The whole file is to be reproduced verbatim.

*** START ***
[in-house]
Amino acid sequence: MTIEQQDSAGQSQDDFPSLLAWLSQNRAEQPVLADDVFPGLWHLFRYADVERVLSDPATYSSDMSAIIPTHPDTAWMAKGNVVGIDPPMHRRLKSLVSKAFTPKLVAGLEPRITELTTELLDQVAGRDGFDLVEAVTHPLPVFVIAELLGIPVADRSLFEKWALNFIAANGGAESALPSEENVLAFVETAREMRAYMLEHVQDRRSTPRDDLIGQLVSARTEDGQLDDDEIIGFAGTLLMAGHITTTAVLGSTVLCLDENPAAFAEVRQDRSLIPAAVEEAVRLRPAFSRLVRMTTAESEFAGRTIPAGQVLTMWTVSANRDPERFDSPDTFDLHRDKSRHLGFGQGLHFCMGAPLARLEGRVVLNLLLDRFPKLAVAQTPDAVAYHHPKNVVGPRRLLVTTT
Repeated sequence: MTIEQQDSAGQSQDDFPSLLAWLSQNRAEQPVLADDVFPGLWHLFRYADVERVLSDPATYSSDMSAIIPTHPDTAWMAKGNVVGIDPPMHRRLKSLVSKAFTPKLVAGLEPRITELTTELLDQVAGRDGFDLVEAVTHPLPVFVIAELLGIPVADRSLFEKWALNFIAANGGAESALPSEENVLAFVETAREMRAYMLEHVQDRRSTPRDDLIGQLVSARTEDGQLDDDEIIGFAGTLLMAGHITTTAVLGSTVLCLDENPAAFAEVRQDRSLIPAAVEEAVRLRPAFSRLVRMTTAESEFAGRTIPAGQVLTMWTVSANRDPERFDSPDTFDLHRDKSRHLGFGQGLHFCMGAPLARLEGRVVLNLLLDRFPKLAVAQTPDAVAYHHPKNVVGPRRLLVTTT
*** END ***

[in-house]
Amino acid sequence: MTIEQQDSAGQSQDDFPSLLAWLSQNRAEQPVLADDVFPGLWHLFRYADVERVLSDPATYSSDMSAIIPTHPDTAWMAKGNVVGIDPPMHRRLKSLVSKAFTPKLVAGLEPRITELTTELLDQVAGRDGFDLVEAVTHPLPVFVIAELLGIPVADRSLFEKWALNFIAANGGAESALPSEENVLAFVETAREMRAYMLEHVQDRRSTPRDDLIGQLVSARTEDGQLDDDEIIGFAGTLLMAGHITTTAVLGSTVLCLDENPAAFAEVRQDRSLIPAAVEEAVRLRPAFSRLVRMTTAESEFAGRTIPAGQVLTMWTVSANRDPERFDSPDTFDLHRDKSRHLGFGQGLHFCMGAPLARLEGRVVLNLLLDRFPKLAVAQTPDAVAYHHPKNVVGPRRLLVTTT
Repeated sequence: MTIEQQDSAGQSQDDFPSLLAWLSQNRAEQPVLADDVFPGLWHLFRYADVERVLSDPATYSSDMSAIIPTHPDTAWMAKGNVVGIDPPMHRRLKSLVSKAFTPKLVAGLEPRITELTTELLDQVAGRDGFDLVEAVTHPLPVFVIAELLGIPVADRSLFEKWALNFIAANGGAESALPSEENVLAFVETAREMRAYMLEHVQDRRSTPRDDLIGQLVSARTEDGQLDDDEIIGFAGTLLMAGHITTTAVLGSTVLCLDENPAAFAEVRQDRSLIPAAVEEAVRLRPAFSRLVRMTTAESEFAGRTIPAGQVLTMWTVSANRDPERFDSPDTFDLHRDKSRHLGFGQGLHFCMGAPLARLEGRVVLNLLLDRFPKLAVAQTPDAVAYHHPKNVVGPRRLLVTTT